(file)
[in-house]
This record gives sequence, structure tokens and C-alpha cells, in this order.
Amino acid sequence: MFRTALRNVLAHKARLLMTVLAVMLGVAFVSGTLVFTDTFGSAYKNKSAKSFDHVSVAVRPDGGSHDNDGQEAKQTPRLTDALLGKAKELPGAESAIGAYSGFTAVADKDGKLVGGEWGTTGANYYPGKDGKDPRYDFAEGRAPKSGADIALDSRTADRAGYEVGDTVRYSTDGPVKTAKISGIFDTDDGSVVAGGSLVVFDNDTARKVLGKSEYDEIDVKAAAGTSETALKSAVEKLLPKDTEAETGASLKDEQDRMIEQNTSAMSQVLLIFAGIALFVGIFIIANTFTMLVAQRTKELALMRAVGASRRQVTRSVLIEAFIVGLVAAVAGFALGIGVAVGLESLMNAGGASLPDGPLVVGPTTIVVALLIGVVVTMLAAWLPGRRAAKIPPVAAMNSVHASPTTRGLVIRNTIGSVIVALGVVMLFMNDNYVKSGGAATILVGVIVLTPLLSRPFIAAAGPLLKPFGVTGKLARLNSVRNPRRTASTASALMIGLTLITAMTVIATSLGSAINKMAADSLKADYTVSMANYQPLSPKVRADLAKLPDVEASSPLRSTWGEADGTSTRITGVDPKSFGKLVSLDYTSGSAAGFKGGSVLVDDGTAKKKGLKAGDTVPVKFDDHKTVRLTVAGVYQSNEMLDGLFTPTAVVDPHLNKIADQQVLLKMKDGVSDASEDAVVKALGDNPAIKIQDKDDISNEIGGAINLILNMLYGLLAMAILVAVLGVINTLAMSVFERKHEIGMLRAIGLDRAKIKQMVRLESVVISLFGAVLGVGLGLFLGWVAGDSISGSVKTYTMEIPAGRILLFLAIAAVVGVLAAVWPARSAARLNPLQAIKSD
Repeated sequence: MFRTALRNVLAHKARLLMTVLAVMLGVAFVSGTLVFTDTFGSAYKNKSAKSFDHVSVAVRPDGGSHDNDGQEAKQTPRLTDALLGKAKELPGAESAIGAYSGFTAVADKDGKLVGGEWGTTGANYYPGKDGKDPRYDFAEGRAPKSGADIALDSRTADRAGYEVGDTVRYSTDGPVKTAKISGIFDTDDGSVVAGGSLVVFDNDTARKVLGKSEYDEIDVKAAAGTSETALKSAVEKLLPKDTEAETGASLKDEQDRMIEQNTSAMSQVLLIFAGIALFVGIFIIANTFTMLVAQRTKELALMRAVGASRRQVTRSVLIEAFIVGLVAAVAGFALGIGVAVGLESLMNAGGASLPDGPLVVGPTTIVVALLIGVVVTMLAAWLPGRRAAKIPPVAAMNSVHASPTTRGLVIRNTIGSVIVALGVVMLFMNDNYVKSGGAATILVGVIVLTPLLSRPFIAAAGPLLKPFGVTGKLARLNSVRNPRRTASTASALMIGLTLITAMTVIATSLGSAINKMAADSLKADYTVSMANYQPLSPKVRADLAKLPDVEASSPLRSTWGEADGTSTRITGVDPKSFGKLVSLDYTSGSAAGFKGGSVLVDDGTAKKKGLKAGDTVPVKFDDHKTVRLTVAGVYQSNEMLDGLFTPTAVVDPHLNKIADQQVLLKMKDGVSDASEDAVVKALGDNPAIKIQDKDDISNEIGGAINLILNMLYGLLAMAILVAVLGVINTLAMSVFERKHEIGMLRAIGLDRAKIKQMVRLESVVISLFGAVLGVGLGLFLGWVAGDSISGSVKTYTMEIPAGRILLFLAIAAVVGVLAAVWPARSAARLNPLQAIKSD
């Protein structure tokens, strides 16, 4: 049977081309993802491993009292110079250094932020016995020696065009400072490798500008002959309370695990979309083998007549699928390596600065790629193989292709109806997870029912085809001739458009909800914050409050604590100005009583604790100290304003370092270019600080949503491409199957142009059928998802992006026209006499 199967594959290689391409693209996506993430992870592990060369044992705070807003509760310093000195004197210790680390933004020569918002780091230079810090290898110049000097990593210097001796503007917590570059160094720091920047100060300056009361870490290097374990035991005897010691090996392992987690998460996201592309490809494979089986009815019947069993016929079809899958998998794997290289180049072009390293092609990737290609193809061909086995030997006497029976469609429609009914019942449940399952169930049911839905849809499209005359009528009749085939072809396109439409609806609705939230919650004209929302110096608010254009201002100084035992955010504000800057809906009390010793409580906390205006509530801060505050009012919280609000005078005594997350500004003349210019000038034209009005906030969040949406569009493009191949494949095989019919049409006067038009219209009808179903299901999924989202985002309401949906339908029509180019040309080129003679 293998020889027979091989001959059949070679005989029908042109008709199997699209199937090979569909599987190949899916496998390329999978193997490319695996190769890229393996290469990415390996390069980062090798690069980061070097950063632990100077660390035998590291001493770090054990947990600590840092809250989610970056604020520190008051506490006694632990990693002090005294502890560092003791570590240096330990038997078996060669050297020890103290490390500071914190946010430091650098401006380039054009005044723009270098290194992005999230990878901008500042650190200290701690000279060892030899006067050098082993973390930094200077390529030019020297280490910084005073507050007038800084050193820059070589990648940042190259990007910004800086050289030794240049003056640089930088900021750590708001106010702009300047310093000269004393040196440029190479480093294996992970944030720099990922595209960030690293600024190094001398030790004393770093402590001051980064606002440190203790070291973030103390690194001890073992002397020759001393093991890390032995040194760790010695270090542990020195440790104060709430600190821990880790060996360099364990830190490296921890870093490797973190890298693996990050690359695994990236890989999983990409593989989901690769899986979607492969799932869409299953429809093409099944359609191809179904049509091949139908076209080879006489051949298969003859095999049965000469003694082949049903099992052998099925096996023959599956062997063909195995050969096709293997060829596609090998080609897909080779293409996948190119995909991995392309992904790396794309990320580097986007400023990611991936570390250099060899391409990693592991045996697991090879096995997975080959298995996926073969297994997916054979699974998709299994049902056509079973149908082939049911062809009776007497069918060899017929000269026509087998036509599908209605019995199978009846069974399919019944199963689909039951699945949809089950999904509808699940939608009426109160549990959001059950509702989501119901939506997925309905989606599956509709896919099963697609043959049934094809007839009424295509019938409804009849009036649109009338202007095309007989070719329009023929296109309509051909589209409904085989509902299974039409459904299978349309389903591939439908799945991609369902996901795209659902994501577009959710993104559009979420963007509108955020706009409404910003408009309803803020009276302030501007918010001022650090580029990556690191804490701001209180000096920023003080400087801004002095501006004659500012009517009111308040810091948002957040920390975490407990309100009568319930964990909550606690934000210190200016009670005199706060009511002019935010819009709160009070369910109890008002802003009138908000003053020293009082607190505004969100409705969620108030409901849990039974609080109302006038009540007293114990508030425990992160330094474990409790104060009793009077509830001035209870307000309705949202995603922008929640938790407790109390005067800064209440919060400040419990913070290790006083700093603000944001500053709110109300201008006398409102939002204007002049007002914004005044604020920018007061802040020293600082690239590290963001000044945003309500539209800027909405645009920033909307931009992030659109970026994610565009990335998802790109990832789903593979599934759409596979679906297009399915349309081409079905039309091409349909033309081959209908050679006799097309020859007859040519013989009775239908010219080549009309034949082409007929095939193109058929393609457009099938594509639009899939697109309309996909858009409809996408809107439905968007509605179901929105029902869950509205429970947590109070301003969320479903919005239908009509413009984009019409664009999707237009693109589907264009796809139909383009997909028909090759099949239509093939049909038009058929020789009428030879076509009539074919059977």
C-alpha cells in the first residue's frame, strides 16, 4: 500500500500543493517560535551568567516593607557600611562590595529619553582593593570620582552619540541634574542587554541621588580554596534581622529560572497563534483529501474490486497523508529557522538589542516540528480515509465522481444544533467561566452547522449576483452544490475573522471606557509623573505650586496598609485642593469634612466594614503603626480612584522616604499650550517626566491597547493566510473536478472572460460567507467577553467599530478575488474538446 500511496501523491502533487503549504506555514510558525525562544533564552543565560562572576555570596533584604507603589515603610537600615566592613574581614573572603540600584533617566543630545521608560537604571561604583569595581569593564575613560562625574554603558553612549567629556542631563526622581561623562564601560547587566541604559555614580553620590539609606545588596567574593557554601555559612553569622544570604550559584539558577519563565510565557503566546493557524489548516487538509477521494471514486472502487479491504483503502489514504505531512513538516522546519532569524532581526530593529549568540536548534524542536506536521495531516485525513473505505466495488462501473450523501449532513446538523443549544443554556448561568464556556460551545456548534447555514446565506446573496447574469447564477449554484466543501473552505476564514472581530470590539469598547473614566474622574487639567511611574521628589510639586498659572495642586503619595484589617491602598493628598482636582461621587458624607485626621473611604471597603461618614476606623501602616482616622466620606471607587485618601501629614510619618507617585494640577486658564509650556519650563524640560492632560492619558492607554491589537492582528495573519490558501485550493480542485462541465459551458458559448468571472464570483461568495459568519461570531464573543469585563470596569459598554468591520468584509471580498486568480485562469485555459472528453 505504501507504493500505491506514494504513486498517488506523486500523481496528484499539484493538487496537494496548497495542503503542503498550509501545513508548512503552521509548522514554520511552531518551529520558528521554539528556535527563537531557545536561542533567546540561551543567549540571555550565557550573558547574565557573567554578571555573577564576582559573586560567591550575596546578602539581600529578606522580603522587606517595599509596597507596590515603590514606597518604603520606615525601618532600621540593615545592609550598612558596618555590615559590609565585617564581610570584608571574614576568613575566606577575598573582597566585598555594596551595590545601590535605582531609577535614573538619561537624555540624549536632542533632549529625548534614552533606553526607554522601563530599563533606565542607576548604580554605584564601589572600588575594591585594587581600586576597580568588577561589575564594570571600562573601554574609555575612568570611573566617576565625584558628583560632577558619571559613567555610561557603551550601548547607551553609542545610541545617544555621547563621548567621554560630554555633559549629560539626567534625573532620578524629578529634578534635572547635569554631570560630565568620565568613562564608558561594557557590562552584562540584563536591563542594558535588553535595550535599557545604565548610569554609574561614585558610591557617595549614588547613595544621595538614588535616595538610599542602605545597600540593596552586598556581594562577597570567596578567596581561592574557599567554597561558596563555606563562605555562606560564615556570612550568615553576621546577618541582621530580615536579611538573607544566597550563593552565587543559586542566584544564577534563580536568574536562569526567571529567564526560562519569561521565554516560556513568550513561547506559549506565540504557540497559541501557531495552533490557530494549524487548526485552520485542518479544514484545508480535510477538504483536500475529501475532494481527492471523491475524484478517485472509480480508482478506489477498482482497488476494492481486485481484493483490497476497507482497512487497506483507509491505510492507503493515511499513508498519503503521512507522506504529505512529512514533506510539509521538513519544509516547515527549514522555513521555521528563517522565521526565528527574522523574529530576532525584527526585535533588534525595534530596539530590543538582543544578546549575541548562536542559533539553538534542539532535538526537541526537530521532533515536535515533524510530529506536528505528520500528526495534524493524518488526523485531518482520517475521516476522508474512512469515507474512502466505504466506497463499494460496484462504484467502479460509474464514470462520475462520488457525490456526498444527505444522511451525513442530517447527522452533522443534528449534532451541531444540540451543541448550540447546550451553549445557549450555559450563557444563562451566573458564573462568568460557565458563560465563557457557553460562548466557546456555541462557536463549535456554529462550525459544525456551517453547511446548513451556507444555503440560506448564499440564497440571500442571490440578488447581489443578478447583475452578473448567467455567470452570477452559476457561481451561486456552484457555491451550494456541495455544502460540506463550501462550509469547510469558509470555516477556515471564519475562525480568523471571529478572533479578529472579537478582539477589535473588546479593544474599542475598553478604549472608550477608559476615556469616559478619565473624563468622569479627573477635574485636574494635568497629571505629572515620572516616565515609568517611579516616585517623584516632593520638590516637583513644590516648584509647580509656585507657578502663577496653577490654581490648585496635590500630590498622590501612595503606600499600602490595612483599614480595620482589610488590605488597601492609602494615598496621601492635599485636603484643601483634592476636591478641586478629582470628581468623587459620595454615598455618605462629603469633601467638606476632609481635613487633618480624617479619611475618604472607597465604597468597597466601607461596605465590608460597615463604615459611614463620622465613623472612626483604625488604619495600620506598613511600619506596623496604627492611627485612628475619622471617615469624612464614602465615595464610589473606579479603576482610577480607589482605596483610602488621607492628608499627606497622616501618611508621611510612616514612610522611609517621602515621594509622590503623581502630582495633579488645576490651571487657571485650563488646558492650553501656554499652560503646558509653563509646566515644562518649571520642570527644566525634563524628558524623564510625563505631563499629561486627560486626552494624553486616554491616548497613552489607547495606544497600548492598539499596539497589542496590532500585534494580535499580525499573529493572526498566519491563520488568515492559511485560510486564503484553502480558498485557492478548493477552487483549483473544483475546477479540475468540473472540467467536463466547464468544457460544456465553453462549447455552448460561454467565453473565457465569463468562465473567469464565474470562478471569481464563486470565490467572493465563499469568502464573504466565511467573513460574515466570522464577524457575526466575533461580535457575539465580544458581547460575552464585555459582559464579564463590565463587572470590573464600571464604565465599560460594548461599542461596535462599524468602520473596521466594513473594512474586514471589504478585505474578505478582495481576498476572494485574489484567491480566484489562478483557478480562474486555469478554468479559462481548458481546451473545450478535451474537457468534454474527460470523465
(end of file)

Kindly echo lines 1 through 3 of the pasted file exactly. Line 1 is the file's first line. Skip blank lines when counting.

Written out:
[in-house]
This record gives sequence, structure tokens and C-alpha cells, in this order.
Amino acid sequence: MFRTALRNVLAHKARLLMTVLAVMLGVAFVSGTLVFTDTFGSAYKNKSAKSFDHVSVAVRPDGGSHDNDGQEAKQTPRLTDALLGKAKELPGAESAIGAYSGFTAVADKDGKLVGGEWGTTGANYYPGKDGKDPRYDFAEGRAPKSGADIALDSRTADRAGYEVGDTVRYSTDGPVKTAKISGIFDTDDGSVVAGGSLVVFDNDTARKVLGKSEYDEIDVKAAAGTSETALKSAVEKLLPKDTEAETGASLKDEQDRMIEQNTSAMSQVLLIFAGIALFVGIFIIANTFTMLVAQRTKELALMRAVGASRRQVTRSVLIEAFIVGLVAAVAGFALGIGVAVGLESLMNAGGASLPDGPLVVGPTTIVVALLIGVVVTMLAAWLPGRRAAKIPPVAAMNSVHASPTTRGLVIRNTIGSVIVALGVVMLFMNDNYVKSGGAATILVGVIVLTPLLSRPFIAAAGPLLKPFGVTGKLARLNSVRNPRRTASTASALMIGLTLITAMTVIATSLGSAINKMAADSLKADYTVSMANYQPLSPKVRADLAKLPDVEASSPLRSTWGEADGTSTRITGVDPKSFGKLVSLDYTSGSAAGFKGGSVLVDDGTAKKKGLKAGDTVPVKFDDHKTVRLTVAGVYQSNEMLDGLFTPTAVVDPHLNKIADQQVLLKMKDGVSDASEDAVVKALGDNPAIKIQDKDDISNEIGGAINLILNMLYGLLAMAILVAVLGVINTLAMSVFERKHEIGMLRAIGLDRAKIKQMVRLESVVISLFGAVLGVGLGLFLGWVAGDSISGSVKTYTMEIPAGRILLFLAIAAVVGVLAAVWPARSAARLNPLQAIKSD